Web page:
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Old 18-04-2011, 19:15   #1
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Adding Internal Halyards

have two spare sheaves already, but don't have the exit plates.

Here are some pics. Sorry I don't have a good pic of the lower mast.

My question is does anyone have good instructions for installing exit plates? I have heard that you should stagger them but I would like to get some better guidelines before having at my mast with a saw and drill. Past experience suggests I can't be too careful with power tools.

I don't know the manufacture of the mast.

On a side note, any idea of how the top sheaves are mounted? I didn't see any pins and the top of the mast appears to be welded. The sheaves spun OK.

I should have spent more time looking around while I was up there but....well, it wasn't the most relaxing experience.
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Old 18-04-2011, 19:33   #2
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Re: Adding internal halyards...

Are you going from external to internal halyards.

If so, I believe you will have to install bigger sheaves since internals usually go over one sheave instead of two like externals.
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Old 18-04-2011, 19:41   #3
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Re: Adding internal halyards...

She has three sheaves on the front of the mast.

The one you can see is starboard.
Below that and to the right, under the mast head for the wire, is the active sheave to the genoa.
Then there is a third sheave on the port side, also unused.

Apparently the mast was built to take up to three halyards but the exit plates were never cut.

So I am adding SPARE halyards (because I can) on previously unused sheaves that lead to the inside of the mast.

FWIW there are also fittings where external halyard sheaves could be attached (up to 4.)
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Old 18-04-2011, 19:53   #4
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Re: Adding internal halyards...

My boat has 3 on the front and 3 on the back side so the halyards go across the mast so thet don't make hard turns.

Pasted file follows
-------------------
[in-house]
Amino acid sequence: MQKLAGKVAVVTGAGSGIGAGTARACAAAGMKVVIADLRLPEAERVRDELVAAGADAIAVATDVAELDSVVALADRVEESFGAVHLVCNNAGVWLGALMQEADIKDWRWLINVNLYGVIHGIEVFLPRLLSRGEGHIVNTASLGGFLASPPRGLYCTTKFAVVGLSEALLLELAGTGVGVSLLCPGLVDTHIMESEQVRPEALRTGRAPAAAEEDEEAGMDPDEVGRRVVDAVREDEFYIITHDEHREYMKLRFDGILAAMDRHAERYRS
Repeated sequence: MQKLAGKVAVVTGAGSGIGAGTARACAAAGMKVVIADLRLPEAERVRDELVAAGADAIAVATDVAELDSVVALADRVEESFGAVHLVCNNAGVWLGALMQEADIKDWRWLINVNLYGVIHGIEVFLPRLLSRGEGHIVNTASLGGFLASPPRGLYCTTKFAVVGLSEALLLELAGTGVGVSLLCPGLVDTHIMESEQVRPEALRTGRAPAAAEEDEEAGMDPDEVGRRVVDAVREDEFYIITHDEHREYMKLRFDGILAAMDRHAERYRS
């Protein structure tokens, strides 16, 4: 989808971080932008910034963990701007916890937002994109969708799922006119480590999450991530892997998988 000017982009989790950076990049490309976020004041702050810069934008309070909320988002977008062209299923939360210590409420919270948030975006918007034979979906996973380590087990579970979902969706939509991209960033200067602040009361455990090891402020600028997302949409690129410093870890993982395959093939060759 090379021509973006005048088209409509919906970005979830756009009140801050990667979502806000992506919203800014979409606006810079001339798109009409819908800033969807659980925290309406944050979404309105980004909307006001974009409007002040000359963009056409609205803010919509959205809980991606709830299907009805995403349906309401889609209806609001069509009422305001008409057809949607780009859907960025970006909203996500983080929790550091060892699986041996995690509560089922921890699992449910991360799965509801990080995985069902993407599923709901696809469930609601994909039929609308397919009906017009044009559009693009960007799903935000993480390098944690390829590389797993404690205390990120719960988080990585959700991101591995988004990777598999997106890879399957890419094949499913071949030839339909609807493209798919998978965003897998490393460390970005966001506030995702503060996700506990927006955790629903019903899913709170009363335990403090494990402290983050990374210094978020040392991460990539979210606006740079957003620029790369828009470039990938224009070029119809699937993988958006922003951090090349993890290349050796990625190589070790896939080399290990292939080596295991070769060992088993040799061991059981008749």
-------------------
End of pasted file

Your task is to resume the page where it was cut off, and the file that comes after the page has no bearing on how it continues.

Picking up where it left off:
The 3rd sheave is usually for spinnakers or a spare in case a halyard breaks.
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Old 22-04-2011, 05:51   #5
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Re: Adding Internal Halyards

No one with any advice on where to place the exit plates?

Could some of you guys post pics of your masts showing multiple exit plates?

That would be a help. I'm at a small marina without a lot of other boats around to ogle.
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Old 22-04-2011, 06:19   #6
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Re: Adding Internal Halyards

Am doing the same with my mast, going from two external halyards to four internal (not counting the spinnaker and staysail halyards that are on external blocks).

Happened to find a sister ship that had done the same a few years ago and after many bluewater miles was very happy with the change and had found no problems.

In general, the positioning of of the exit plates does not seem to be critical. Just pick locations on the mast that are clear of obstructions (don't foget to check for internal wiring and conduits) and give a good fairlead to the halyard winches or blocks, however your rig is set up. For me I also wanted to make sure they were high enough so I could reach up and get a full height grip on the halyard for initial hand over hand hoisting.